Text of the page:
By Stuart Rothenberg
As the midterms approach and substantial GOP Senate gains seem inevitable, more attention will fall on Connecticut’s soon-to-be-senior Senator, Joe Lieberman (ID). That’s because Lieberman, one of two Independents in the Senate, could become a major target of Republicans if they net nine seats in the midterms.
If that were to happen — and it’s still a long shot — Lieberman would become either the Democrats’ 50th vote or the Republicans’ 51st for organizing the Senate. Either way, he could decide which party would control the Senate for the last two years of President Barack Obama’s term.
Getting to “plus nine” for Republicans doesn’t look as impossible as it once did.
Assuming that the GOP holds all of its own seats, the party would need to win four Democratic open seats (Delaware, North Dakota, Illinois and Indiana) and knock off four Democratic incumbents (in Arkansas, Nevada, Pennsylvania and Colorado). The crucial ninth seat would then come from one of four states: California, Connecticut, Washington or Wisconsin, where Democrats either have potentially vulnerable nominees or Republicans have surprisingly interesting candidates of their own.
Lieberman certainly would relish the attention of being the “decider,” and his decision surely would take into consideration whether he plans to seek re-election in 2012, when he will be 70 years old.
Shortly after he was first elected in 1988, the Almanac of American Politics wrote that “Lieberman is likely to be more of a team player in his party than [Republican Lowell] Weicker was in his.”
I suppose that may be true only because the Connecticut Senator was such a thorn in the GOP’s side, but in any case, it failed to imagine the kind of political figure that Lieberman would become in his own right.
Like Weicker, whom he defeated by less than a point for the Senate seat, Lieberman last won statewide office in the Nutmeg State as an Independent. But while Weicker won a term as governor running on A Connecticut Party line (a party he founded), Lieberman still operates in a very partisan body and has found himself in the middle of partisan maneuverings.
Though conservatives found Weicker’s style and voting record impossible to swallow, he never faced a primary challenge for renomination, since each time he sought re-election a GOP convention selected him to carry the party’s banner.
Lieberman, of course, lost the 2006 Democratic primary to businessman Ned Lamont, only to win re-election that November as an Independent with the help of a strong showing from Republican and independent voters.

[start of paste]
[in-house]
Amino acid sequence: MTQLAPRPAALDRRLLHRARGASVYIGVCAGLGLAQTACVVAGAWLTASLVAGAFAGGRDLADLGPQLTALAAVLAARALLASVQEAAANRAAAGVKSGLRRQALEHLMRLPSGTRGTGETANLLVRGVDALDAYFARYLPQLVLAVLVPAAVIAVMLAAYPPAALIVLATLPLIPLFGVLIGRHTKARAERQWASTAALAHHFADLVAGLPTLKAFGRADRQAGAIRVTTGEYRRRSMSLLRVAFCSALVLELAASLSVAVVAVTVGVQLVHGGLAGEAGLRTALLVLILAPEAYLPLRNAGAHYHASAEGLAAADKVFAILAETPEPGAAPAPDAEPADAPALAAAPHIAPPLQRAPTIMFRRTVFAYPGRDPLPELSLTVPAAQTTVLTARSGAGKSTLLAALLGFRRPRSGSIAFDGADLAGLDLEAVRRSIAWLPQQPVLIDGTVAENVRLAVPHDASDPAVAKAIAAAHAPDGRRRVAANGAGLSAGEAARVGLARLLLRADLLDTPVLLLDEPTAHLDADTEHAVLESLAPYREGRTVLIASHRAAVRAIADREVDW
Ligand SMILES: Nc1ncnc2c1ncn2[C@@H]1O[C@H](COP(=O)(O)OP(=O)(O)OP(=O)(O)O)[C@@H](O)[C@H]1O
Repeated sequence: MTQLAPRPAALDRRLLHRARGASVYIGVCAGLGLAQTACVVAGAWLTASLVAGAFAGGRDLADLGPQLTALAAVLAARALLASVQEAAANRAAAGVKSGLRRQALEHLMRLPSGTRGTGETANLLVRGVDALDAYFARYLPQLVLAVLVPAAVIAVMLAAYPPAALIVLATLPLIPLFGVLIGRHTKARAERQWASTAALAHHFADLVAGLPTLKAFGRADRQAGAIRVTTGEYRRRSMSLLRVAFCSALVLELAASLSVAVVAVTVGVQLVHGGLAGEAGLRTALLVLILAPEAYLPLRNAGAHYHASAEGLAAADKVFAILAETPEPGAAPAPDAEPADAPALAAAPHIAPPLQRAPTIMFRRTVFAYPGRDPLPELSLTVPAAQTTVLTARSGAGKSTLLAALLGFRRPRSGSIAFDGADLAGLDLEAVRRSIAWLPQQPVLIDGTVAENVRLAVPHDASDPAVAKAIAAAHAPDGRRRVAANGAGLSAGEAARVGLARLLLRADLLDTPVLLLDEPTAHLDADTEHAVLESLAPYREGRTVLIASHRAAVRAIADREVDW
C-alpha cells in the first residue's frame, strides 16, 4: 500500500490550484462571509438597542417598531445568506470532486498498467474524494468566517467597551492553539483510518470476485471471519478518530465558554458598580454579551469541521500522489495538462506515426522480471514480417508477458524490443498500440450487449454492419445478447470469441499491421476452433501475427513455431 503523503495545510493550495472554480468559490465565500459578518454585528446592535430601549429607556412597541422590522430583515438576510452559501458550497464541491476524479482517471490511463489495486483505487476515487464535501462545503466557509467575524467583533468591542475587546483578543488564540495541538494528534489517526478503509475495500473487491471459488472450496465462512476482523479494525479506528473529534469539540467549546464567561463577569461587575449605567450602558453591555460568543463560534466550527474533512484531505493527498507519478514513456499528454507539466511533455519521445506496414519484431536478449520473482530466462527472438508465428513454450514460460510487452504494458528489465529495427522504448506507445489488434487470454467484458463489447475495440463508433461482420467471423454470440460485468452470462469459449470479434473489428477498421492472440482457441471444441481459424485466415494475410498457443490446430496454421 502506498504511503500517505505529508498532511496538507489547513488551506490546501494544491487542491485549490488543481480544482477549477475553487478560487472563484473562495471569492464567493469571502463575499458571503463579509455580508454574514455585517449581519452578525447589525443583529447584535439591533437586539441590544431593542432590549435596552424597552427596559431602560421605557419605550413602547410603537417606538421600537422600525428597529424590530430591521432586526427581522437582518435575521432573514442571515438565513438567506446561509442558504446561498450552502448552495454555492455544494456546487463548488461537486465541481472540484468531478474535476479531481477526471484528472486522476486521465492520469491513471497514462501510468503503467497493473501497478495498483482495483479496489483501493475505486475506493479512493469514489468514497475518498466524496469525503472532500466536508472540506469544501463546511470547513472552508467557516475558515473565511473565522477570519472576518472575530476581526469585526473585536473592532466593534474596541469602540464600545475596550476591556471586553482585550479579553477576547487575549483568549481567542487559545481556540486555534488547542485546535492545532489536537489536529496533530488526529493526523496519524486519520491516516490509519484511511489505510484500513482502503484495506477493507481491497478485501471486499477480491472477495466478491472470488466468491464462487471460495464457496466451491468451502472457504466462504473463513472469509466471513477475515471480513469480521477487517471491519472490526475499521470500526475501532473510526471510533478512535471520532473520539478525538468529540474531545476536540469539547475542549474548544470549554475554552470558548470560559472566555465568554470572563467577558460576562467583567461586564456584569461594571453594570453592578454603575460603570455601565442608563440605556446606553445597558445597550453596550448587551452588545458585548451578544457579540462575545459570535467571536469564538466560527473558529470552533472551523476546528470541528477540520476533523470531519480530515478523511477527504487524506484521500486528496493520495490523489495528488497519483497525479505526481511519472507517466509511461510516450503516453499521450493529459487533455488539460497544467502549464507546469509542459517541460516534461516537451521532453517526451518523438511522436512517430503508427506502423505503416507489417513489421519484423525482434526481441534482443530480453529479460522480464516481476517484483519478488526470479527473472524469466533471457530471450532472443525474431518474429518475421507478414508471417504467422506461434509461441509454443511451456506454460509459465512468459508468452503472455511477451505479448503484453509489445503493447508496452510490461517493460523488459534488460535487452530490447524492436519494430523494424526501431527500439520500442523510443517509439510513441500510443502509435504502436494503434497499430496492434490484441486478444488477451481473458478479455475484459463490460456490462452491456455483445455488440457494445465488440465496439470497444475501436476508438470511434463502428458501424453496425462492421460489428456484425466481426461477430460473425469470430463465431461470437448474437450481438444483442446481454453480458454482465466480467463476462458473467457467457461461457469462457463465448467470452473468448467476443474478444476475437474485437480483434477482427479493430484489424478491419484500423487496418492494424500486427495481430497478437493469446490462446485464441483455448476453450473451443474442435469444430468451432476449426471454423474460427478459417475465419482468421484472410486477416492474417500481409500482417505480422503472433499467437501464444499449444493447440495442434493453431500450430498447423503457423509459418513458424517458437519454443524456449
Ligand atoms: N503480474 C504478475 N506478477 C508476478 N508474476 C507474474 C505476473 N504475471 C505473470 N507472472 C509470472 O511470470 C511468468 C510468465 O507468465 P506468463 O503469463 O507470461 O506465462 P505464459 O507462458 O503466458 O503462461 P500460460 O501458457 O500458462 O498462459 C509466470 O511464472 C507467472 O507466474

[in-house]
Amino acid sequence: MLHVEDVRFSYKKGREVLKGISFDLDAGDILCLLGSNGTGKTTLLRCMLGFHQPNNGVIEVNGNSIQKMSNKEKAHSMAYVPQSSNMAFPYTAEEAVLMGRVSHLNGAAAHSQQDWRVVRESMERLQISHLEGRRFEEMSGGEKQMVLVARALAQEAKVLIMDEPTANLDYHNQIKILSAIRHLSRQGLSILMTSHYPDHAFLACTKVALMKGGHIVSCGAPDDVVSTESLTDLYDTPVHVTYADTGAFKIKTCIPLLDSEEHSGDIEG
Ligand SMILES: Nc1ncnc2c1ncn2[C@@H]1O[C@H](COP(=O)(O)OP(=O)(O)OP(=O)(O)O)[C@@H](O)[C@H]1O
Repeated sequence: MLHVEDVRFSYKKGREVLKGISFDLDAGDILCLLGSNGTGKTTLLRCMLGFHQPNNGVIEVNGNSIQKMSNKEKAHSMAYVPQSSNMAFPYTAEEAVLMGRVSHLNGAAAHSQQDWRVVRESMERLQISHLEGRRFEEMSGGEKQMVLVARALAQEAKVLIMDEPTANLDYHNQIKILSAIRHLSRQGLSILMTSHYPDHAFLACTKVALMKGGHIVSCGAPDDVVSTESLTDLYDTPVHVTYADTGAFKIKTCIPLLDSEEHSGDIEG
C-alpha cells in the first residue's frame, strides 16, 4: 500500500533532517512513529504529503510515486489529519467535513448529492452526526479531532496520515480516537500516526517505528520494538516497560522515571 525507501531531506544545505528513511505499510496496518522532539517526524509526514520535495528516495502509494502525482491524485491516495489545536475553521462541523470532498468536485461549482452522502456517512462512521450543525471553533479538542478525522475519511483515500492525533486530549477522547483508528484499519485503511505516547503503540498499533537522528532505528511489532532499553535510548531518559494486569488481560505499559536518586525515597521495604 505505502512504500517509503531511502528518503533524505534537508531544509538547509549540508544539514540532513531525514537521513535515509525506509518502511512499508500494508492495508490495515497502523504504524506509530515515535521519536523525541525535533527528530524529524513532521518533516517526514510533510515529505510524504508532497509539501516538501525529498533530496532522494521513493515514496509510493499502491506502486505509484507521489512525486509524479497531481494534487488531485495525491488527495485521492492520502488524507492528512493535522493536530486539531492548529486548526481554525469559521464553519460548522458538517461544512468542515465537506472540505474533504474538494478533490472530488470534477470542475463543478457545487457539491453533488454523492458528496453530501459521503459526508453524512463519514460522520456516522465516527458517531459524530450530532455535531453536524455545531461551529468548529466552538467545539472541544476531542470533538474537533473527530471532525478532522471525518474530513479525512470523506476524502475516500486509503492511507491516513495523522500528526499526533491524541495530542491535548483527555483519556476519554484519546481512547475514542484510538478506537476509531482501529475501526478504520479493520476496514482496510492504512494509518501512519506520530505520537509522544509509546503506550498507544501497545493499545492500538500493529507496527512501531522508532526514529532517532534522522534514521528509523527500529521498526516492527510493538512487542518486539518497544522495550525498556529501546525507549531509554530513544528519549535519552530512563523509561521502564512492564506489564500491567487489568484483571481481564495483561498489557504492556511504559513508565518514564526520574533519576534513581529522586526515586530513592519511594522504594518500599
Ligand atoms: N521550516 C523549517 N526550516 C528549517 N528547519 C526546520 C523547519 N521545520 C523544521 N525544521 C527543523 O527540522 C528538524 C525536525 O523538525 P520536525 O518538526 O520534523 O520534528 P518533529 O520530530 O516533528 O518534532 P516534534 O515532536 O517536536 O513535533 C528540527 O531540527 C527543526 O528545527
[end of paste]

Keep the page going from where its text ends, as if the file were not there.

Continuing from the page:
Even though Democrats rejected Lieberman in 2006, he chose to caucus with his old party after those elections, receiving the chairmanship of the Homeland Security and Governmental Affairs Committee (of which he was the ranking member before the 2006 elections).
There are many reasons why Lieberman would vote with Democrats to organize the Senate after the 2010 elections.
He’s been a Democrat his entire life, and changing parties doesn’t come easy to elected officials who have spent 40 years in politics. He served in the Connecticut state Senate and as the state’s attorney general as a Democrat, was the Democratic nominee for vice president in 2000 and ran for the Democratic presidential nomination in 2004.
On many of the key issues of the day, from the environment and abortion to the minimum wage, cap-and-trade and the auto industry bailout, Lieberman is simply closer to Democrats than to Republicans — particularly a GOP of tea party activists, pro-lifers and Southerners.
But Lieberman seems to like being able to stick it to Democrats now and then, as he did when he said he could not support a public option in the health care bill.
“The public option I think was raised in the last year by people who really want to have a government-controlled health insurance system. That’s their right. I think they’re wrong,” Lieberman said in November on “Face the Nation,” using language that must have sounded comfortable to even the most conservative Republican.
And, of course, Lieberman spoke at the 2008 Republican National Convention and campaigned for his friend, Arizona Sen. John McCain (R), in the presidential race.
Actually, Lieberman’s record is filled with instances where he distanced himself from his party or his party’s allies, in Hollywood, for example.
If Republicans have a shot at getting Lieberman’s vote to organize the Senate, it will be because of foreign policy. With the Obama administration increasingly critical of Israel and Iran continuing to take steps to be able to build a nuclear weapon, Lieberman may just believe that Republicans better understand what he considers to be the top issue of the day — national security.
But would Lieberman really switch, the way Arlen Specter (Pa.), Jim Jeffords (Vt.) and Ben Nighthorse Campbell (Colo.) did? Not everyone agrees.
“I don’t see him joining the Republicans,” says Ira Forman, executive director of the National Jewish Democratic Council. “He’s had chances to do that already, and he didn’t take them. It’s unlikely that he would in the future.”
“I think he might,” counters Matt Brooks, executive director of the Republican Jewish Coalition. “Joe Lieberman puts principle above politics, and if he thought he could make a difference on important issues, he certainly would consider it.”
Lieberman could still call himself an Independent but decide to caucus with the GOP. That would drive many of his former friends (and all of his liberal enemies) crazy. But he just might like the idea of doing that.
This column first appeared in Roll Call and CQPolitics.com on April 22, 2010. 2010 © Roll Call Inc. All rights reserved. Reprinted with permission.
Monday, April 26, 2010
By Stuart Rothenberg